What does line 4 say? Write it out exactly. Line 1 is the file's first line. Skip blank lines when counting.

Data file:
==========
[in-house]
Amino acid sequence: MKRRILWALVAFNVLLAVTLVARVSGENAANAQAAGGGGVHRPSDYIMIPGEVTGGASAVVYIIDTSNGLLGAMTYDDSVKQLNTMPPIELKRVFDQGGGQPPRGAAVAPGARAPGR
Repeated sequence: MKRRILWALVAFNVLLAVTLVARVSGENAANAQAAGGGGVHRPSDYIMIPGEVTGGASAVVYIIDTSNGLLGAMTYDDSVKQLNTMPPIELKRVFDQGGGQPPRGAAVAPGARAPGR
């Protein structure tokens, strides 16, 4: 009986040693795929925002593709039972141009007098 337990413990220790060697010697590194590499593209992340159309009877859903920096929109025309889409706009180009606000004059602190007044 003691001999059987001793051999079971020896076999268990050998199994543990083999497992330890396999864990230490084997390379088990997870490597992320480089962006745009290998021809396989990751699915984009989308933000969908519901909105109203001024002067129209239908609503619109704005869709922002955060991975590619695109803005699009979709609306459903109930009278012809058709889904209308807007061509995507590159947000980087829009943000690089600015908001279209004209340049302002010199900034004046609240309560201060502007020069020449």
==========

């Protein structure tokens, strides 16, 4: 009986040693795929925002593709039972141009007098 337990413990220790060697010697590194590499593209992340159309009877859903920096929109025309889409706009180009606000004059602190007044 003691001999059987001793051999079971020896076999268990050998199994543990083999497992330890396999864990230490084997390379088990997870490597992320480089962006745009290998021809396989990751699915984009989308933000969908519901909105109203001024002067129209239908609503619109704005869709922002955060991975590619695109803005699009979709609306459903109930009278012809058709889904209308807007061509995507590159947000980087829009943000690089600015908001279209004209340049302002010199900034004046609240309560201060502007020069020449």